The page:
Political career[edit]

Between 1774 and 1775, he completely reversed his attitude about England’s relationship to the colonies and became a convert to the Whig cause. Historians have long speculated as to why he changed his views. While an aristocrat in social life, Jones fervently believed in political democracy. He interpreted the struggle with Great Britain as a democratic movement and was determined to embody its revolutionary ideals in the government of the state and nation. His later opposition to the United States Constitution was inspired by his fear of a government that might become too powerful. From the beginning of the quarrel with England he was an ardent supporter of colonial rights, and probably nothing else could have drawn him into politics. In 1774 he was recommended by the Board of Trade for a place on the colonial council but was not appointed because of his radical views. He served instead as chairman of the Halifax Committee of Safety. He supported the call for a provincial congress in 1774. This body remained in session for only three days, but during that time it fully launched North Carolina into the revolutionary movement. Jones was elected a member of each of the five provincial congresses, but he could not attend the fourth because the Continental Congress had appointed him superintendent of Indian affairs for the southern colonies. After a fifth provincial congress, with a liberal majority behind him, Jones served on the committee to draft the state constitution and bill of rights. He used his influence in shaping the state constitution. When it was completed, it was a compromise satisfactory to all but the conservative extremists.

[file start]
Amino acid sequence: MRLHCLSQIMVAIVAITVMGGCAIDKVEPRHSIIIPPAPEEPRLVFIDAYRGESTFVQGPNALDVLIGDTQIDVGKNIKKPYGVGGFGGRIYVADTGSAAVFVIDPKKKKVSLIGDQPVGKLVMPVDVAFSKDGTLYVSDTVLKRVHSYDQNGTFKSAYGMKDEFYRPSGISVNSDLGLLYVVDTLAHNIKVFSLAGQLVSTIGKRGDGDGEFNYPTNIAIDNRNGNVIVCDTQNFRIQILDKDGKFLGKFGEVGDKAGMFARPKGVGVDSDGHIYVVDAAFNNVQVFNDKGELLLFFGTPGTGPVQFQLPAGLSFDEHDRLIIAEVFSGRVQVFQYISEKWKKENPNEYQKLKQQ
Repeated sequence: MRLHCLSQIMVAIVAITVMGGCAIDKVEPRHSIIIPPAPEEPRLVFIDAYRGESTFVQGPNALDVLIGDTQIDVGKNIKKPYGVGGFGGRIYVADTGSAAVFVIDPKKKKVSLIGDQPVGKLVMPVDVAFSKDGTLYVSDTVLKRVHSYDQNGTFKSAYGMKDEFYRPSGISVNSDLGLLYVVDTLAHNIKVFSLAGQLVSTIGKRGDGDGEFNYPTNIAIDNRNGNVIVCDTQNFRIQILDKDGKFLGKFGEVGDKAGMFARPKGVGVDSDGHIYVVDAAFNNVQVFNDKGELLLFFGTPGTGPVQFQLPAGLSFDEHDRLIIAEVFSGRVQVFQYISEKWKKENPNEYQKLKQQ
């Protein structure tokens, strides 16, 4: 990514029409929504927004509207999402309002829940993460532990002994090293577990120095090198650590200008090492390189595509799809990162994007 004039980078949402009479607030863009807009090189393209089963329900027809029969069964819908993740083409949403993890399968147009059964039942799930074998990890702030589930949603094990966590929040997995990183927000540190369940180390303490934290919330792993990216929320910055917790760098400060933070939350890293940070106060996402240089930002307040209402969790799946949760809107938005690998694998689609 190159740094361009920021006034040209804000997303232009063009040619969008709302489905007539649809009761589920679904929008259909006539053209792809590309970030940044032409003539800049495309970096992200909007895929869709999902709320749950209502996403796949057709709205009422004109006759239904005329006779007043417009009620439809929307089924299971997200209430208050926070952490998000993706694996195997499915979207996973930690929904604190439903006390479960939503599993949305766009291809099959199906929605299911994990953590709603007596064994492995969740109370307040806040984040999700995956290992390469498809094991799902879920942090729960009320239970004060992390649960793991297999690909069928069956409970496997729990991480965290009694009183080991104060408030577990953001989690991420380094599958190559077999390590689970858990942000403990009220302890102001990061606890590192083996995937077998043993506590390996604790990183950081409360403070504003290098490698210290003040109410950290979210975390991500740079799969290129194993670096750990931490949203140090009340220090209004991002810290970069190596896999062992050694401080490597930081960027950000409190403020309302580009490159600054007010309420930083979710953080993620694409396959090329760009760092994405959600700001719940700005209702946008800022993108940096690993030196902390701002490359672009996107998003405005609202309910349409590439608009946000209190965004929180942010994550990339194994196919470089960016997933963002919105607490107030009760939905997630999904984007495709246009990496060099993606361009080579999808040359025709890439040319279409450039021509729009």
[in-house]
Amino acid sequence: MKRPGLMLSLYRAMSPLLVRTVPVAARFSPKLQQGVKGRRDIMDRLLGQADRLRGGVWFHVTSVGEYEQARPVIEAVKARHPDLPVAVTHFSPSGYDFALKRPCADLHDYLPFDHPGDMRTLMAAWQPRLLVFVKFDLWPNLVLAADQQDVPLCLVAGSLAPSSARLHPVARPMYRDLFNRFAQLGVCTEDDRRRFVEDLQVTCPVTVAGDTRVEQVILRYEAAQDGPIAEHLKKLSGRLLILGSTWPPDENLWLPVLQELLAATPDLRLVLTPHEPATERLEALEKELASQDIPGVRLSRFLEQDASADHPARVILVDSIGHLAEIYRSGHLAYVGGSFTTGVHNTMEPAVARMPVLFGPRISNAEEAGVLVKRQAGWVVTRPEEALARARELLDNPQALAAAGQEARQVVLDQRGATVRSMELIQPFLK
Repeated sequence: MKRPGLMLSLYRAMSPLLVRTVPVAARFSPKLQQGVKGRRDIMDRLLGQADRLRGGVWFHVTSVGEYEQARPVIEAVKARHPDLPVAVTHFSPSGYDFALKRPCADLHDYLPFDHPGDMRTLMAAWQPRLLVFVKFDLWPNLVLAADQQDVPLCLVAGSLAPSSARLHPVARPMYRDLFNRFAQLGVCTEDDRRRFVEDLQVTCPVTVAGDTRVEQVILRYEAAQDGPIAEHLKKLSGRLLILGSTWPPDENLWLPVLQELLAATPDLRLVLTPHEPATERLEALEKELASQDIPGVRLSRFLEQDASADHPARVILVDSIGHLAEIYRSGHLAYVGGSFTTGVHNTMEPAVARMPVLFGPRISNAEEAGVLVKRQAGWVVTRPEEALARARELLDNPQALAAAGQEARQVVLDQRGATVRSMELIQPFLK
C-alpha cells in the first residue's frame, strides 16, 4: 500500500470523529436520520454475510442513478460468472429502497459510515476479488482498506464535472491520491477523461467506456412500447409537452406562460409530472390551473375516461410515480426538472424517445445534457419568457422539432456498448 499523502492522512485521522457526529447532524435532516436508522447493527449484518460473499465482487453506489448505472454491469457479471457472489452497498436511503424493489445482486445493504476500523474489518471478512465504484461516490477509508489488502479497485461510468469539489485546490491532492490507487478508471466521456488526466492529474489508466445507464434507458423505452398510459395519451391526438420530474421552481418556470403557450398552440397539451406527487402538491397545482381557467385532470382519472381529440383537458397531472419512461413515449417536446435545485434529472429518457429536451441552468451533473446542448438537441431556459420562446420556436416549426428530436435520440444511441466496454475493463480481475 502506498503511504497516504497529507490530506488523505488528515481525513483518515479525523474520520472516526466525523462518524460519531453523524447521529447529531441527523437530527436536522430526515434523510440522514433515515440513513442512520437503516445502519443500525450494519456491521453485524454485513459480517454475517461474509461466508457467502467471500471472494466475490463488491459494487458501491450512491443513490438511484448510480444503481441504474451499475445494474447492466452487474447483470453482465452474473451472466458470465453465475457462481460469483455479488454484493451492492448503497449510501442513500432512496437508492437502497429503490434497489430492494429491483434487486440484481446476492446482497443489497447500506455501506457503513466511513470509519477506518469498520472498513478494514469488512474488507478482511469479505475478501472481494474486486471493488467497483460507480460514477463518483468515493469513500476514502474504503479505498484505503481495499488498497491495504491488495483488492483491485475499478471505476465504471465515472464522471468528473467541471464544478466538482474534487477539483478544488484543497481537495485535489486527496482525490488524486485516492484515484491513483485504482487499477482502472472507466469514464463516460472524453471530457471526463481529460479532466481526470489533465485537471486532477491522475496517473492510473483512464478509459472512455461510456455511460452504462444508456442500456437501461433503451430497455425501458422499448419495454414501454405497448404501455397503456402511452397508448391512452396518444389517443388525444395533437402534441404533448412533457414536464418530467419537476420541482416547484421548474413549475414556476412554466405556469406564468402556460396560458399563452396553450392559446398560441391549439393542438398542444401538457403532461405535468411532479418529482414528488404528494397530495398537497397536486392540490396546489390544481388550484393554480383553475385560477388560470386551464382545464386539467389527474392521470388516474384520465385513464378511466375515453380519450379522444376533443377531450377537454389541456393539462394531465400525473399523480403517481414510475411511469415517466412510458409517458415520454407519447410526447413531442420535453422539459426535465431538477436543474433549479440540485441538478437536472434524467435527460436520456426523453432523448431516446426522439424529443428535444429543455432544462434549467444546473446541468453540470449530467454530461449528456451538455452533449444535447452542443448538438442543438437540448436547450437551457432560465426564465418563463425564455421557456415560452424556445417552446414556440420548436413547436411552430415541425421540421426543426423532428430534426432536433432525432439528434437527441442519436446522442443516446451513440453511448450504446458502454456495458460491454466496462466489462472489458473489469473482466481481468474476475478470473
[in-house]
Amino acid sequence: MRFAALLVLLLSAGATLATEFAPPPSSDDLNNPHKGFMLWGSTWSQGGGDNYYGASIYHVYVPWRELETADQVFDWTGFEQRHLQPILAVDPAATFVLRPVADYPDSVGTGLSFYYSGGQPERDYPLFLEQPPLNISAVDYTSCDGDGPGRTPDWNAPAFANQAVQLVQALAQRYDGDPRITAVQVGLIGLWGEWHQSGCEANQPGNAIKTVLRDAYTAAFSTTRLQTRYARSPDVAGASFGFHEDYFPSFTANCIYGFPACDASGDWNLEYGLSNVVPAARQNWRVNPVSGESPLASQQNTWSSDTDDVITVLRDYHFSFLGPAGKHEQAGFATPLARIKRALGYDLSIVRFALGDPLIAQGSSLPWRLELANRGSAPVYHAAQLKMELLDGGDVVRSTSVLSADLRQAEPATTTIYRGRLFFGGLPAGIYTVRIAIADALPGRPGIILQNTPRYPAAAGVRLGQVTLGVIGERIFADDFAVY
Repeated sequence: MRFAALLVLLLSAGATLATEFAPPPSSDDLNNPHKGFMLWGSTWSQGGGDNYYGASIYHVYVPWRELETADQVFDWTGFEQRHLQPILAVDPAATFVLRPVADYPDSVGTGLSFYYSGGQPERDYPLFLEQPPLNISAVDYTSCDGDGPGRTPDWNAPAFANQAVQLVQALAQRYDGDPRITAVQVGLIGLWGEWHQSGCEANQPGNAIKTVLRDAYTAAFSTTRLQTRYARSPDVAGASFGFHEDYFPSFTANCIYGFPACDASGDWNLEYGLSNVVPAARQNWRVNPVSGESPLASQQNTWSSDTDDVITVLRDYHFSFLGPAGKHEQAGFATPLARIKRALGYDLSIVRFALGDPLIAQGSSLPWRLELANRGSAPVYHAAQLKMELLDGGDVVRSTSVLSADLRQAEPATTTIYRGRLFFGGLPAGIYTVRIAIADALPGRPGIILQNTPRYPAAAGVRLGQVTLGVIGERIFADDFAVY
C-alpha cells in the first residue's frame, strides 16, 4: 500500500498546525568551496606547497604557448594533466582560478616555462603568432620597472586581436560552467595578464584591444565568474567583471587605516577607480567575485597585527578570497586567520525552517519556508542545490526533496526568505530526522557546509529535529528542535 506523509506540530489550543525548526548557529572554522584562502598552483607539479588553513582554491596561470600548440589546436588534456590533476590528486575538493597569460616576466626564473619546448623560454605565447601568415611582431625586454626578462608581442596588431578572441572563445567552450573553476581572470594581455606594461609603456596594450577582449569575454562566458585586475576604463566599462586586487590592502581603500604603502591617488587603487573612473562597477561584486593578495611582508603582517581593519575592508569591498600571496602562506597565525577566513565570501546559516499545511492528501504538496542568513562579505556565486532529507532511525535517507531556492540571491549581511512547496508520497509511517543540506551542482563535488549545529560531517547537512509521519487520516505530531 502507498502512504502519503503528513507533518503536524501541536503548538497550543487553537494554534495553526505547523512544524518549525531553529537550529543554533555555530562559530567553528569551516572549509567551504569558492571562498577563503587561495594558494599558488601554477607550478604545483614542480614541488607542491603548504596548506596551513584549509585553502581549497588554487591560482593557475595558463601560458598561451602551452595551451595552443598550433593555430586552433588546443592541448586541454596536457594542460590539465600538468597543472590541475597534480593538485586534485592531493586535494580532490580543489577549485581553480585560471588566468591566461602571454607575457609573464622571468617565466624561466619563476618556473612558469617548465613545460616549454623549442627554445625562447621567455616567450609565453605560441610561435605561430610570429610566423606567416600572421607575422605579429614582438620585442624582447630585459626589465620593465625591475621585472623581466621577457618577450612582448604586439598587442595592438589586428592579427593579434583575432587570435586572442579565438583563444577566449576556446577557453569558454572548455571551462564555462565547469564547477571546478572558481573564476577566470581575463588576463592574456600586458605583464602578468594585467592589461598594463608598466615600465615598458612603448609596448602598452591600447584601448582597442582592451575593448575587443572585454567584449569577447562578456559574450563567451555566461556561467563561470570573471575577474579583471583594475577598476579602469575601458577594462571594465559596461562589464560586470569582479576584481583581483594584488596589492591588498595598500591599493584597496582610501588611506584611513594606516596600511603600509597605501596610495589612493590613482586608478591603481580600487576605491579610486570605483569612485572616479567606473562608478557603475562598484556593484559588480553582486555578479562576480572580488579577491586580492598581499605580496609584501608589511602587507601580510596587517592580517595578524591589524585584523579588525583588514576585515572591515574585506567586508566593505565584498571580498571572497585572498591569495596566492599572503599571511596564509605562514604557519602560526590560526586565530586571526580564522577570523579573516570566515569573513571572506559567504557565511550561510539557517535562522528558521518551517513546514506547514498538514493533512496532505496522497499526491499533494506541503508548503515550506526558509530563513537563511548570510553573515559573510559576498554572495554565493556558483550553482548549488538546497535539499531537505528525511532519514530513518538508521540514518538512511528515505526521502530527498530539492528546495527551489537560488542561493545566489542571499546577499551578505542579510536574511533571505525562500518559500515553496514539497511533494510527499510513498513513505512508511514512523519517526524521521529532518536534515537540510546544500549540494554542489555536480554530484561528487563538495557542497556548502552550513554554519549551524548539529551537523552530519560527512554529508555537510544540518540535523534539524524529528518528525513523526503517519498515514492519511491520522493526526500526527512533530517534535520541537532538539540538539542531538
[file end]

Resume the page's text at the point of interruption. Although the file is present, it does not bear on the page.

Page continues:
During the next twelve years, Jones was politically the most powerful man in the state. He was a member of the House of Commons from 1777 to 1780, and a state senator for three terms between 1782 and 1788. In 1781 and 1787 he was a member of the Council of State. In 1780 he was elected to the Continental Congress and served one year.